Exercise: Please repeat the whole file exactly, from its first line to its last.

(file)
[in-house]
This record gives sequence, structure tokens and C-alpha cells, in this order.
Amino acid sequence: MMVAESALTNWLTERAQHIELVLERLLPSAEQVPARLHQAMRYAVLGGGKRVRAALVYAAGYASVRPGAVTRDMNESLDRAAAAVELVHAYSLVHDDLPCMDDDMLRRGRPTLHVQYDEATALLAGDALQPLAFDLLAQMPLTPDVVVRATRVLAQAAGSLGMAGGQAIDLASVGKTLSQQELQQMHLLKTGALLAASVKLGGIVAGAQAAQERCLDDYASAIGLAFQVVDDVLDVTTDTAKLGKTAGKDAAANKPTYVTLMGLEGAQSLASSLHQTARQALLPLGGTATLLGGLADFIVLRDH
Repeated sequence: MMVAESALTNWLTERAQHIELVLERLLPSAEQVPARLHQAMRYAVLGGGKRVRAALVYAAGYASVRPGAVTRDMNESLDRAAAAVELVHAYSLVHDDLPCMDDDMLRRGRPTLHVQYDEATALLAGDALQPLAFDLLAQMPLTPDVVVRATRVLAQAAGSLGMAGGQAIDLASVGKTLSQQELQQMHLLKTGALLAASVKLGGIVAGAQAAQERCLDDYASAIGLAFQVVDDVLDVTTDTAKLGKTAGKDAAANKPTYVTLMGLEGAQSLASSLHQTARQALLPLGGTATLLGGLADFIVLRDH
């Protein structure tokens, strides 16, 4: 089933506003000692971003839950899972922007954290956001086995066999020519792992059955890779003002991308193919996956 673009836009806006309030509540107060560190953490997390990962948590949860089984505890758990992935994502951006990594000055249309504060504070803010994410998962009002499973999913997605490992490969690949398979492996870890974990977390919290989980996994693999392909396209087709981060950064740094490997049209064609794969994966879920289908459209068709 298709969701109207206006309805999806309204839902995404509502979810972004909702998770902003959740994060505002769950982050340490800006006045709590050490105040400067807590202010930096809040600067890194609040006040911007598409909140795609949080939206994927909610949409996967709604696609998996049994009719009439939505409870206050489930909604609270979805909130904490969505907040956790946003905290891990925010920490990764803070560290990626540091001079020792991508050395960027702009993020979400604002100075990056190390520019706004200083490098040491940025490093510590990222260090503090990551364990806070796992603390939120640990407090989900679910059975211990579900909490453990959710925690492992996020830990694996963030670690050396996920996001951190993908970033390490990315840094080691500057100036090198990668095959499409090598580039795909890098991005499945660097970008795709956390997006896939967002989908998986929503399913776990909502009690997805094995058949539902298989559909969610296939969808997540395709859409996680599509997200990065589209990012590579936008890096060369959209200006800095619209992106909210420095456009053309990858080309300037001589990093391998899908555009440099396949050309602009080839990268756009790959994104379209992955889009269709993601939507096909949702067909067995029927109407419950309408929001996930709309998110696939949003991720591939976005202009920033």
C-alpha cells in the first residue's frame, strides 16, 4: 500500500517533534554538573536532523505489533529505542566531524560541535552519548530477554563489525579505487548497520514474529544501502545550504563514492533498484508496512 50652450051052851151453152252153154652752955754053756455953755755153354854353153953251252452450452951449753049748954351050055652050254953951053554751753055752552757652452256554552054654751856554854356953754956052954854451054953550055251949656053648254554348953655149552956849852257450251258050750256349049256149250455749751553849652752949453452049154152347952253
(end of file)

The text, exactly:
[in-house]
This record gives sequence, structure tokens and C-alpha cells, in this order.
Amino acid sequence: MMVAESALTNWLTERAQHIELVLERLLPSAEQVPARLHQAMRYAVLGGGKRVRAALVYAAGYASVRPGAVTRDMNESLDRAAAAVELVHAYSLVHDDLPCMDDDMLRRGRPTLHVQYDEATALLAGDALQPLAFDLLAQMPLTPDVVVRATRVLAQAAGSLGMAGGQAIDLASVGKTLSQQELQQMHLLKTGALLAASVKLGGIVAGAQAAQERCLDDYASAIGLAFQVVDDVLDVTTDTAKLGKTAGKDAAANKPTYVTLMGLEGAQSLASSLHQTARQALLPLGGTATLLGGLADFIVLRDH
Repeated sequence: MMVAESALTNWLTERAQHIELVLERLLPSAEQVPARLHQAMRYAVLGGGKRVRAALVYAAGYASVRPGAVTRDMNESLDRAAAAVELVHAYSLVHDDLPCMDDDMLRRGRPTLHVQYDEATALLAGDALQPLAFDLLAQMPLTPDVVVRATRVLAQAAGSLGMAGGQAIDLASVGKTLSQQELQQMHLLKTGALLAASVKLGGIVAGAQAAQERCLDDYASAIGLAFQVVDDVLDVTTDTAKLGKTAGKDAAANKPTYVTLMGLEGAQSLASSLHQTARQALLPLGGTATLLGGLADFIVLRDH
């Protein structure tokens, strides 16, 4: 089933506003000692971003839950899972922007954290956001086995066999020519792992059955890779003002991308193919996956 673009836009806006309030509540107060560190953490997390990962948590949860089984505890758990992935994502951006990594000055249309504060504070803010994410998962009002499973999913997605490992490969690949398979492996870890974990977390919290989980996994693999392909396209087709981060950064740094490997049209064609794969994966879920289908459209068709 298709969701109207206006309805999806309204839902995404509502979810972004909702998770902003959740994060505002769950982050340490800006006045709590050490105040400067807590202010930096809040600067890194609040006040911007598409909140795609949080939206994927909610949409996967709604696609998996049994009719009439939505409870206050489930909604609270979805909130904490969505907040956790946003905290891990925010920490990764803070560290990626540091001079020792991508050395960027702009993020979400604002100075990056190390520019706004200083490098040491940025490093510590990222260090503090990551364990806070796992603390939120640990407090989900679910059975211990579900909490453990959710925690492992996020830990694996963030670690050396996920996001951190993908970033390490990315840094080691500057100036090198990668095959499409090598580039795909890098991005499945660097970008795709956390997006896939967002989908998986929503399913776990909502009690997805094995058949539902298989559909969610296939969808997540395709859409996680599509997200990065589209990012590579936008890096060369959209200006800095619209992106909210420095456009053309990858080309300037001589990093391998899908555009440099396949050309602009080839990268756009790959994104379209992955889009269709993601939507096909949702067909067995029927109407419950309408929001996930709309998110696939949003991720591939976005202009920033």
C-alpha cells in the first residue's frame, strides 16, 4: 500500500517533534554538573536532523505489533529505542566531524560541535552519548530477554563489525579505487548497520514474529544501502545550504563514492533498484508496512 50652450051052851151453152252153154652752955754053756455953755755153354854353153953251252452450452951449753049748954351050055652050254953951053554751753055752552757652452256554552054654751856554854356953754956052954854451054953550055251949656053648254554348953655149552956849852257450251258050750256349049256149250455749751553849652752949453452049154152347952253